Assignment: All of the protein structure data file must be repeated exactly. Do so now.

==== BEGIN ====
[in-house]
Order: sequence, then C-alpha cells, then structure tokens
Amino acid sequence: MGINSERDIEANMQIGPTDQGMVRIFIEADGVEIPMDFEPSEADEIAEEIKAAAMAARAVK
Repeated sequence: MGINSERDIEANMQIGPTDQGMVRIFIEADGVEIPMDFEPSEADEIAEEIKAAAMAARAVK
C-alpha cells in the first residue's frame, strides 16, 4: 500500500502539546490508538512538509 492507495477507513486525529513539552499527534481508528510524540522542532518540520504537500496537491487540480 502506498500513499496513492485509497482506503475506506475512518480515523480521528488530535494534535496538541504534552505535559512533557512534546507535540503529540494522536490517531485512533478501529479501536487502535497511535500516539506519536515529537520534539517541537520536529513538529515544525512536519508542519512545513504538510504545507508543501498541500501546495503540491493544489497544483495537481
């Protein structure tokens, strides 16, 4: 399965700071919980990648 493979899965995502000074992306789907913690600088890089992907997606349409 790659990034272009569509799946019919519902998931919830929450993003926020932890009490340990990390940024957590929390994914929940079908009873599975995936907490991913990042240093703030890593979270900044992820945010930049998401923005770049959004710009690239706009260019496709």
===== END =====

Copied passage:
[in-house]
Order: sequence, then C-alpha cells, then structure tokens
Amino acid sequence: MGINSERDIEANMQIGPTDQGMVRIFIEADGVEIPMDFEPSEADEIAEEIKAAAMAARAVK
Repeated sequence: MGINSERDIEANMQIGPTDQGMVRIFIEADGVEIPMDFEPSEADEIAEEIKAAAMAARAVK
C-alpha cells in the first residue's frame, strides 16, 4: 500500500502539546490508538512538509 492507495477507513486525529513539552499527534481508528510524540522542532518540520504537500496537491487540480 502506498500513499496513492485509497482506503475506506475512518480515523480521528488530535494534535496538541504534552505535559512533557512534546507535540503529540494522536490517531485512533478501529479501536487502535497511535500516539506519536515529537520534539517541537520536529513538529515544525512536519508542519512545513504538510504545507508543501498541500501546495503540491493544489497544483495537481
């Protein structure tokens, strides 16, 4: 399965700071919980990648 493979899965995502000074992306789907913690600088890089992907997606349409 790659990034272009569509799946019919519902998931919830929450993003926020932890009490340990990390940024957590929390994914929940079908009873599975995936907490991913990042240093703030890593979270900044992820945010930049998401923005770049959004710009690239706009260019496709």